In Midnight at the Bright Ideas Bookstore, Matthew J. Sullivan introduces us to Lydia. She’s a bookseller just trying to live an uneventful life. I’m envious of her bookstore life, if not the rest of it!
Sadly, one of her customers takes his own life in the store, even during her shift. And Lydia is pulled into his mysterious life. Which is ironic, because her own past is actually quite cumbersome also. It’s a difficult balancing act, and Lydia keeps it together more than most of us would.
Her picture in the paper opens the doors of these two lives, and sends all Lydia’s neatly arranged life stories up into a turbulent tornado. But she handles it (mostly) with aplomb. And does an admirable job at playing amateur detective, proving that a reading life gives you plenty of critical thinking skills.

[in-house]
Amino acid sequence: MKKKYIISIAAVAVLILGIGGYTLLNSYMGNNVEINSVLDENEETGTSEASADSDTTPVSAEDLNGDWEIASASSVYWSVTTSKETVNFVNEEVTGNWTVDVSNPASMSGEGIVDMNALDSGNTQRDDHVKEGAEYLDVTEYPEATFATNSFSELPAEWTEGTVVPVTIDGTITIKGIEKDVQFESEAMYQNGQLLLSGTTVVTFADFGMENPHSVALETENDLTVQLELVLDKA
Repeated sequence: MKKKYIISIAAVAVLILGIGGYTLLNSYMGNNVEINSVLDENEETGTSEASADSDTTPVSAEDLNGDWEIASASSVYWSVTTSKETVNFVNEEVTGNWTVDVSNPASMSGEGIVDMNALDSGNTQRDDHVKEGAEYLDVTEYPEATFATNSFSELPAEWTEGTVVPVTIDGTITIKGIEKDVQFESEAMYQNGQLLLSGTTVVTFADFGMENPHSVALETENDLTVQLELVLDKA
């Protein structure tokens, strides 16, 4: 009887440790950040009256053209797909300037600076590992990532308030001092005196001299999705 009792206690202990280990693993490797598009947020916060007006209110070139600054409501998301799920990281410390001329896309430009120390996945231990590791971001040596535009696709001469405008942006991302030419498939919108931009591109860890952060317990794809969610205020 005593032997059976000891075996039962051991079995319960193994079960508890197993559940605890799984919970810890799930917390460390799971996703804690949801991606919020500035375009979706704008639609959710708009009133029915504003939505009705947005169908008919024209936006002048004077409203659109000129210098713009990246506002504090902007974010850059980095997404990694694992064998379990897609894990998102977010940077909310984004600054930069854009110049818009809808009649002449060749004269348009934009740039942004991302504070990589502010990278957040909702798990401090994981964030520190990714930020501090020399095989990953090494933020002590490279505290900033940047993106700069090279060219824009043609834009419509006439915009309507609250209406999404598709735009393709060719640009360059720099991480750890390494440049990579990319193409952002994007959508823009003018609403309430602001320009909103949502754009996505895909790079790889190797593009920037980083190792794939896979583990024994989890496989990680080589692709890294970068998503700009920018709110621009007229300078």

Sullivan writes Lydia as a whole person, neither wholly geeky, flighty, nor grounded. She has her faults, but they didn’t grate on me. The other key people in Lydia’s life serve both to advance the story line, and make her life seem more realistic. I definitely enjoyed her repartee with female coworker named Plath—more please, Mr. Sullivan.
As to the story line, however, it was less complex than it originally seemed. And unfortunately, I guessed every twist and turn the author threw at Lydia. And I saw them coming long before she did.
On the whole, Lydia and her life were a good place to spend a day or so. I enjoyed both the ebook and the audiobook, narrated by Madeleine Maby. Sullivan is a credible writer, comfortably inhabiting a female voice. I only wish he’d made the whole journey slightly less predictable.
However, given the chance to revisit the Bright Ideas Bookstore and Lydia’s crew, I’d certainly make the time to join them again.